**absolute true coefficients**of the process that generated the data.Thus, the estimated parameters are subject to uncertainty, aren’t they?

Note: The width of the interval

**[0.025, 0.975]**is**0.95 →**or**.**

A 95% confidence interval provides a range of values within which you can be

**95% confident**that the true value of the parameter lies.For instance, the interval for

`sin_X`

is`(0.092, 6.104)`

. So although the estimated coefficient is`3.09`

, we can be 95% confident that the true coefficient lies in the range`(0.092, 6.104)`

.What is a confidence interval? We covered it here.

Details in the last section of the report test the assumptions of linear regression.

**Omnibus and Prob(Omnibus)**:They test the normality of the residuals.

**Omnibus**value of zero means residuals are perfectly normal.**Prob(Omnibus)**is the corresponding p-value.In this case,

**Prob(Omnibus)**is 0.001. This means there is a 0.1% chance that the residuals are normally distributed.

**Skew and Kurtosis:**They also provide information about the distribution of the residuals.

Skewness measures the asymmetry of the distribution of residuals.

Zero skewness means perfect symmetry.

Positive skewness indicates a distribution with a long right tail. This indicates a concentration of residuals on lower values. Good to check for outliers in this case.

Negative skewness indicates a distribution with a long left tail. This is mostly indicative of poor features. For instance, consider fitting a sin curve with a linear feature (X). Most residuals will be high, resulting in negative skewness.

**Durbin-Watson:**This measures autocorrelation between residuals.

Autocorrelation occurs when the residuals are correlated, indicating that the error terms are not independent.

But linear regression assumes that residuals are not correlated.

The Durbin-Watson statistic ranges between

`0`

and`4`

.A value close to 2 indicates no autocorrelation.

Values closer to 0 indicate positive autocorrelation.

Values closer to 4 indicate negative autocorrelation.

**Jarque-Bera (JB) and Prob(JB):**They solve the same purpose as

**Omnibus and Prob(Omnibus)**— measuring the normality of residuals.

**Condition Number**:This tests multicollinearity.

Multicollinearity occurs when two features are correlated, or two or more features determine the value of another feature.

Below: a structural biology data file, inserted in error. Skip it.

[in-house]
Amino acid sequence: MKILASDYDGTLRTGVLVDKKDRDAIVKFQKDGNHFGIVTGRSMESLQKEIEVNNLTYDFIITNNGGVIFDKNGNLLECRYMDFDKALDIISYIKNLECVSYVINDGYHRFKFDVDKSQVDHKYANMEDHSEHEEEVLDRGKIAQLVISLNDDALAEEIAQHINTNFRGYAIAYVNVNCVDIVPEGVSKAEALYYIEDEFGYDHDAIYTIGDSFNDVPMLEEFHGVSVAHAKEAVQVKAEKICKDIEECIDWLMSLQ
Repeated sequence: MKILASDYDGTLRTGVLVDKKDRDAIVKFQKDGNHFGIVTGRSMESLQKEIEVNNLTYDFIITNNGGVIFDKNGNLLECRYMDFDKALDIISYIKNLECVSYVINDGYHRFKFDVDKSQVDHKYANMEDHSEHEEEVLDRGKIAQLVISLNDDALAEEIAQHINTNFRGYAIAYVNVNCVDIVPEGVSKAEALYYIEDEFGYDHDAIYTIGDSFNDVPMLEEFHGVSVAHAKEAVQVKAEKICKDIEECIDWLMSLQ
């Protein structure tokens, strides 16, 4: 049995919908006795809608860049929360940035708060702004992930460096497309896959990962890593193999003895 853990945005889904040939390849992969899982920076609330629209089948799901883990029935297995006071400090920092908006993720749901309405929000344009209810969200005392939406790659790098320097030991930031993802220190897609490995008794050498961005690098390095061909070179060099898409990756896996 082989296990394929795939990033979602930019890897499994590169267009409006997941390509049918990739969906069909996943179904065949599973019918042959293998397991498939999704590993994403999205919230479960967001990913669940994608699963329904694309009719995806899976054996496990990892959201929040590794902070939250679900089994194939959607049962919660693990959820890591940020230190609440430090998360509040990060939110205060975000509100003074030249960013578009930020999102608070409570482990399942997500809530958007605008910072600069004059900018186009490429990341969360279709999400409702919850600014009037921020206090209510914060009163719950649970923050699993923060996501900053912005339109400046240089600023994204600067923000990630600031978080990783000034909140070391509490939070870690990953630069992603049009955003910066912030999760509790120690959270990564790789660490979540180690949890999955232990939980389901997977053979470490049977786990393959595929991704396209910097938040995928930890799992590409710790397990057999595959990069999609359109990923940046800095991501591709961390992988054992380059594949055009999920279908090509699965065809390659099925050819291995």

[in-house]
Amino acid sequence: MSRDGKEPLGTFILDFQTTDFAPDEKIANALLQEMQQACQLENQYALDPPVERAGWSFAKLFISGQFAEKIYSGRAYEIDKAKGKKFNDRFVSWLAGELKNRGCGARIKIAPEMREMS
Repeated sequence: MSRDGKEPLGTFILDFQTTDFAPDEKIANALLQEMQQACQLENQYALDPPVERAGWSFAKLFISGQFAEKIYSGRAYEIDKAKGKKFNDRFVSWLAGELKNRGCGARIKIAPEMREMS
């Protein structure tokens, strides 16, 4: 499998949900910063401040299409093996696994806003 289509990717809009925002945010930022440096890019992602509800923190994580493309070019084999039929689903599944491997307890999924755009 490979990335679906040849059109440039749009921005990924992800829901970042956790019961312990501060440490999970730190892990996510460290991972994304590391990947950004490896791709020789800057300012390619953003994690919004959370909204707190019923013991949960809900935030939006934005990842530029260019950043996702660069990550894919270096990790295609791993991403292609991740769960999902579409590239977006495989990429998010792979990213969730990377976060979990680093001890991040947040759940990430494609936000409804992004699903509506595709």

A standalone value for

**Condition Number**can be difficult to interpret so here’s how I use it:Add features one by one to the regression model and notice any spikes in the

**Condition Number.**

Done!

See, as discussed above, every section of this report has its importance:

The first section tells us about the model’s config, the overall performance of the model, and its statistical significance.

The second section tells us about the statistical significance of individual features, the model’s confidence in finding the true coefficient, etc.

The last section lets us validate the model’s assumptions, which are immensely critical to linear regression’s performance.

Now you know how to interpret the entire regression summary from statsmodel.

👉 Over to you: What other statistical details do you want me to simplify?

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We calculate the f statistic for the overall model using the residuals squares of null model and that of predicted model divided by their respected degrees of freedom right sir? just clarifying

edited Aug 8Thank you for the article. One correction: A p-value of 0.6 means that there is a 60% probability of observing the data (or something more extreme) if the null hypothesis is true. It does not mean there is a 60% chance that the feature "X" has no effect on "Y."

In the omnibus instance, 0.001 suggests that we would have only a 0.1% probability of observing such data if the residuals were indeed normally distributed. Therefore, we would likely conclude that the residuals are not normally distributed.